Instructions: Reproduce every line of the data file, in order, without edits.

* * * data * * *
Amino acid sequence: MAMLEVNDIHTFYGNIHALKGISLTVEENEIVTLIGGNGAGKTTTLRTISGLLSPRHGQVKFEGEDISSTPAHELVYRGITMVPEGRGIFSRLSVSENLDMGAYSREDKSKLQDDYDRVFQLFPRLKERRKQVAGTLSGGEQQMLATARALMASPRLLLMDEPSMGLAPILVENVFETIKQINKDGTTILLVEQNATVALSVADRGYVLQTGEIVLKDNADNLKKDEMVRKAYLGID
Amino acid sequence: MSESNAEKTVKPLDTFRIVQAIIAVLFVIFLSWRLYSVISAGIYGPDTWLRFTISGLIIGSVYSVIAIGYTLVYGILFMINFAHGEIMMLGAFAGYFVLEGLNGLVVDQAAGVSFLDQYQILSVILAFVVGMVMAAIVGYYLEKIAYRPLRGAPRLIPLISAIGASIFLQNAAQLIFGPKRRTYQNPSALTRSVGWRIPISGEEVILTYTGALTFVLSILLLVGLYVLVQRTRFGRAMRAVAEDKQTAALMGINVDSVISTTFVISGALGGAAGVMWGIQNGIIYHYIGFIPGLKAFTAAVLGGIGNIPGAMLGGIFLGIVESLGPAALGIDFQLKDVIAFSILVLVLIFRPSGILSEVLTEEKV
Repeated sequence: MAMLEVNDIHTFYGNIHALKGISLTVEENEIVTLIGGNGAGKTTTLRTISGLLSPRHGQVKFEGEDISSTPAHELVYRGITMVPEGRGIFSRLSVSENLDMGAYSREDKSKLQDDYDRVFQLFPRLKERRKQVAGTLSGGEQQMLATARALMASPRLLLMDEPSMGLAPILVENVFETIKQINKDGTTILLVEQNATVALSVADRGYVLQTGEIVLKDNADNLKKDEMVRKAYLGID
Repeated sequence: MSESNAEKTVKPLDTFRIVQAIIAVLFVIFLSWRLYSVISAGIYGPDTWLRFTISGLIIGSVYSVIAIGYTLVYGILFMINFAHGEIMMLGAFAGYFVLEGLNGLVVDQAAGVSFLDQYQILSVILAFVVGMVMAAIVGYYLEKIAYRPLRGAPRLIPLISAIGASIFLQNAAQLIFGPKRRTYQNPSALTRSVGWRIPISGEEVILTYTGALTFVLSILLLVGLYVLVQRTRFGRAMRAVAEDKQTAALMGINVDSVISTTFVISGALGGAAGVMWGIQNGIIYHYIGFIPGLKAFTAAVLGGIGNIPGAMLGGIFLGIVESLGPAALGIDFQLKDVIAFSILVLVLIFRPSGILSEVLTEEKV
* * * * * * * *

Amino acid sequence: MAMLEVNDIHTFYGNIHALKGISLTVEENEIVTLIGGNGAGKTTTLRTISGLLSPRHGQVKFEGEDISSTPAHELVYRGITMVPEGRGIFSRLSVSENLDMGAYSREDKSKLQDDYDRVFQLFPRLKERRKQVAGTLSGGEQQMLATARALMASPRLLLMDEPSMGLAPILVENVFETIKQINKDGTTILLVEQNATVALSVADRGYVLQTGEIVLKDNADNLKKDEMVRKAYLGID
Amino acid sequence: MSESNAEKTVKPLDTFRIVQAIIAVLFVIFLSWRLYSVISAGIYGPDTWLRFTISGLIIGSVYSVIAIGYTLVYGILFMINFAHGEIMMLGAFAGYFVLEGLNGLVVDQAAGVSFLDQYQILSVILAFVVGMVMAAIVGYYLEKIAYRPLRGAPRLIPLISAIGASIFLQNAAQLIFGPKRRTYQNPSALTRSVGWRIPISGEEVILTYTGALTFVLSILLLVGLYVLVQRTRFGRAMRAVAEDKQTAALMGINVDSVISTTFVISGALGGAAGVMWGIQNGIIYHYIGFIPGLKAFTAAVLGGIGNIPGAMLGGIFLGIVESLGPAALGIDFQLKDVIAFSILVLVLIFRPSGILSEVLTEEKV
Repeated sequence: MAMLEVNDIHTFYGNIHALKGISLTVEENEIVTLIGGNGAGKTTTLRTISGLLSPRHGQVKFEGEDISSTPAHELVYRGITMVPEGRGIFSRLSVSENLDMGAYSREDKSKLQDDYDRVFQLFPRLKERRKQVAGTLSGGEQQMLATARALMASPRLLLMDEPSMGLAPILVENVFETIKQINKDGTTILLVEQNATVALSVADRGYVLQTGEIVLKDNADNLKKDEMVRKAYLGID
Repeated sequence: MSESNAEKTVKPLDTFRIVQAIIAVLFVIFLSWRLYSVISAGIYGPDTWLRFTISGLIIGSVYSVIAIGYTLVYGILFMINFAHGEIMMLGAFAGYFVLEGLNGLVVDQAAGVSFLDQYQILSVILAFVVGMVMAAIVGYYLEKIAYRPLRGAPRLIPLISAIGASIFLQNAAQLIFGPKRRTYQNPSALTRSVGWRIPISGEEVILTYTGALTFVLSILLLVGLYVLVQRTRFGRAMRAVAEDKQTAALMGINVDSVISTTFVISGALGGAAGVMWGIQNGIIYHYIGFIPGLKAFTAAVLGGIGNIPGAMLGGIFLGIVESLGPAALGIDFQLKDVIAFSILVLVLIFRPSGILSEVLTEEKV